It is a liquid because at room temperature the molecular structure of the substance wants to expand. When the substance expands it goes from being a solid to a liquid. This expansion takes place when the room is at the commonly know "room temperature"
Octane is a liquid at room temperature (it's one of the main ingredients of petrol/gasoline). If you mean what will it mix with, the answer is any other hydrocarbon liquid such as hexane or heptane or nonane.
Oils that are normally liquid at room temperature are turned into room temperature solids through hydrogenation. Hydrogen gas is bubbled through vegetable oil in the presence of a catalyst, forcing additional hydrogen bonds onto the hydrocarbon.
A hydrocarbon only has carbons and hydrogens, all single bonded. The way it is packed makes it hard to stay together at room temperature, so it is a liquid. However, lower temperatures should make it easier for molecules to stay together as it decreases its kinetic energy.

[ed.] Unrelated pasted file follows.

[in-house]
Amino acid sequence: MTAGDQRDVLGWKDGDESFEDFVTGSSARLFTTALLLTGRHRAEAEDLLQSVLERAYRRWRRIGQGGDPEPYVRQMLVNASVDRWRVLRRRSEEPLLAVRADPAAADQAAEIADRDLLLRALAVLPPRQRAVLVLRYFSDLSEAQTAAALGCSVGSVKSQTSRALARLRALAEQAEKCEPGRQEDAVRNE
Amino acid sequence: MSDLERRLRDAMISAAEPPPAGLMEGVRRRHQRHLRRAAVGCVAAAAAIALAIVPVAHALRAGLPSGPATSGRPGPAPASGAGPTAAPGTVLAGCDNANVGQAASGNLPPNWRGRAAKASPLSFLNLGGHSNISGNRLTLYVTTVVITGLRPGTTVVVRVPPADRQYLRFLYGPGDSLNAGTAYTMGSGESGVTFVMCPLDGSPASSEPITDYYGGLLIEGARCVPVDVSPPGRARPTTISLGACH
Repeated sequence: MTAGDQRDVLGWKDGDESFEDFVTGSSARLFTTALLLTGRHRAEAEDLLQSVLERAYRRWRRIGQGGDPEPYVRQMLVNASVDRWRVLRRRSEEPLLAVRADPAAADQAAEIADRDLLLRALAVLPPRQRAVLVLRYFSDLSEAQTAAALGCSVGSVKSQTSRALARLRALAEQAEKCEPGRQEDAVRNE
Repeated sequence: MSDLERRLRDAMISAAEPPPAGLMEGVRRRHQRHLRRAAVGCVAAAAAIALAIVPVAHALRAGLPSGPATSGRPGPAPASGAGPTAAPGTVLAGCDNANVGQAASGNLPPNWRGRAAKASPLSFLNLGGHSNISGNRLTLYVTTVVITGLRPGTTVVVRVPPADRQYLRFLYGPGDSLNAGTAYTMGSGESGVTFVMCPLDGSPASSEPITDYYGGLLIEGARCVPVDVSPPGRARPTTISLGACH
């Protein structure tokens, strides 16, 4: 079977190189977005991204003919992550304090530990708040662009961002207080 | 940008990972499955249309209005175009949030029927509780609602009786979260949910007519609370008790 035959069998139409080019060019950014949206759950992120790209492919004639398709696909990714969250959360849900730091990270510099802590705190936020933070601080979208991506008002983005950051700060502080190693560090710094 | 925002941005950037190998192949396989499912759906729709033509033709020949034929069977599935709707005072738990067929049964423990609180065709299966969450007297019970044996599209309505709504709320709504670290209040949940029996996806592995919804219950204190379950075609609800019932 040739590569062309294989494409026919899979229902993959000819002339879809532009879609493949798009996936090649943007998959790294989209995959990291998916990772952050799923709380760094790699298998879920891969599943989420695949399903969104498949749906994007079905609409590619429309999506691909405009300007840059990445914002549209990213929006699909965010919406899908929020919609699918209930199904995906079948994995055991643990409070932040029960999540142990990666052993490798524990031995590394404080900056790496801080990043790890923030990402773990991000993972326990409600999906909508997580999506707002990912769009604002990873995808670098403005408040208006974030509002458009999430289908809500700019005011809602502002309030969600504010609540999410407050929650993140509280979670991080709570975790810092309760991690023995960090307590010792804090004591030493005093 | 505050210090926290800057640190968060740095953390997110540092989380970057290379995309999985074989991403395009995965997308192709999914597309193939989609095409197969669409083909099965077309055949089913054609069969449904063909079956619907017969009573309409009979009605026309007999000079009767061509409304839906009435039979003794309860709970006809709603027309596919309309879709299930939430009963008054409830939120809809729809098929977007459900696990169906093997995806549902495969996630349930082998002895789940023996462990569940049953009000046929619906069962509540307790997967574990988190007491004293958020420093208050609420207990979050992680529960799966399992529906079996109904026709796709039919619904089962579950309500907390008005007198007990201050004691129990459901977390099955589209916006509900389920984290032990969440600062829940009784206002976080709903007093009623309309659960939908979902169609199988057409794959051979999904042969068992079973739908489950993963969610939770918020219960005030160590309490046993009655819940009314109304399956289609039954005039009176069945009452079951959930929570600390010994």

Yes. If you are talking about the thing in thermometers, yes, they are liquid.(metal- liquid) Mercury is one of the few metals that is a liquid at room temperature. Other metals, as you know, are solid at room temperature.
Mercury is the only metal that is liquid at room temperature. Mercury (Mg) with atomic number 80. It is the only metal that is liquid at room temperature. Another element that is liquid is bromine but it is a non-metal.